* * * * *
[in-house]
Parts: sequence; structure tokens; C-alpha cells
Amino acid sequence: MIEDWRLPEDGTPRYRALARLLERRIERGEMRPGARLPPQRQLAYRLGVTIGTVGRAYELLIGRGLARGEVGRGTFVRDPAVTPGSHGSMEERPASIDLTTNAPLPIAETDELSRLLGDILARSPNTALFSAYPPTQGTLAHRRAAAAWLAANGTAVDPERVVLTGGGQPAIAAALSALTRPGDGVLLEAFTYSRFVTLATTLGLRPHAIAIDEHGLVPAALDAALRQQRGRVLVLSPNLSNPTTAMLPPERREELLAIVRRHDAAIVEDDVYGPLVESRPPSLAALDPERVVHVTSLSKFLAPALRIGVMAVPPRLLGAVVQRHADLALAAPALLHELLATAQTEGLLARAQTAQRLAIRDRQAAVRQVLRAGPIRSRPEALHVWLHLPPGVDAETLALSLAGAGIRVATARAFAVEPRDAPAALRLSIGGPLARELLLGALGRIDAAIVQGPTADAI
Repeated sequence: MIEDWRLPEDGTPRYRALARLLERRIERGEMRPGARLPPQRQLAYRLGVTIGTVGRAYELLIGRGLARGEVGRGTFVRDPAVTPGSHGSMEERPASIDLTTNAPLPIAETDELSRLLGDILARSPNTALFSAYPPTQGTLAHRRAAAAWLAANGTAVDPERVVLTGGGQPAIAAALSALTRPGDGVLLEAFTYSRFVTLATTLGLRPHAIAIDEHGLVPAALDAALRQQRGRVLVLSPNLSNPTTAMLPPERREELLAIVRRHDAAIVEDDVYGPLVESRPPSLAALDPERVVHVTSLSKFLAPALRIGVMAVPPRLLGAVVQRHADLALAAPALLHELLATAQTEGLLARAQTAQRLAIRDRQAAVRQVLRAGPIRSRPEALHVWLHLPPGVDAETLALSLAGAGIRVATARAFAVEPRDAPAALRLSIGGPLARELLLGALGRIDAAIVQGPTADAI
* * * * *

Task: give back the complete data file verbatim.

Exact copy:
[in-house]
Parts: sequence; structure tokens; C-alpha cells
Amino acid sequence: MIEDWRLPEDGTPRYRALARLLERRIERGEMRPGARLPPQRQLAYRLGVTIGTVGRAYELLIGRGLARGEVGRGTFVRDPAVTPGSHGSMEERPASIDLTTNAPLPIAETDELSRLLGDILARSPNTALFSAYPPTQGTLAHRRAAAAWLAANGTAVDPERVVLTGGGQPAIAAALSALTRPGDGVLLEAFTYSRFVTLATTLGLRPHAIAIDEHGLVPAALDAALRQQRGRVLVLSPNLSNPTTAMLPPERREELLAIVRRHDAAIVEDDVYGPLVESRPPSLAALDPERVVHVTSLSKFLAPALRIGVMAVPPRLLGAVVQRHADLALAAPALLHELLATAQTEGLLARAQTAQRLAIRDRQAAVRQVLRAGPIRSRPEALHVWLHLPPGVDAETLALSLAGAGIRVATARAFAVEPRDAPAALRLSIGGPLARELLLGALGRIDAAIVQGPTADAI
Repeated sequence: MIEDWRLPEDGTPRYRALARLLERRIERGEMRPGARLPPQRQLAYRLGVTIGTVGRAYELLIGRGLARGEVGRGTFVRDPAVTPGSHGSMEERPASIDLTTNAPLPIAETDELSRLLGDILARSPNTALFSAYPPTQGTLAHRRAAAAWLAANGTAVDPERVVLTGGGQPAIAAALSALTRPGDGVLLEAFTYSRFVTLATTLGLRPHAIAIDEHGLVPAALDAALRQQRGRVLVLSPNLSNPTTAMLPPERREELLAIVRRHDAAIVEDDVYGPLVESRPPSLAALDPERVVHVTSLSKFLAPALRIGVMAVPPRLLGAVVQRHADLALAAPALLHELLATAQTEGLLARAQTAQRLAIRDRQAAVRQVLRAGPIRSRPEALHVWLHLPPGVDAETLALSLAGAGIRVATARAFAVEPRDAPAALRLSIGGPLARELLLGALGRIDAAIVQGPTADAI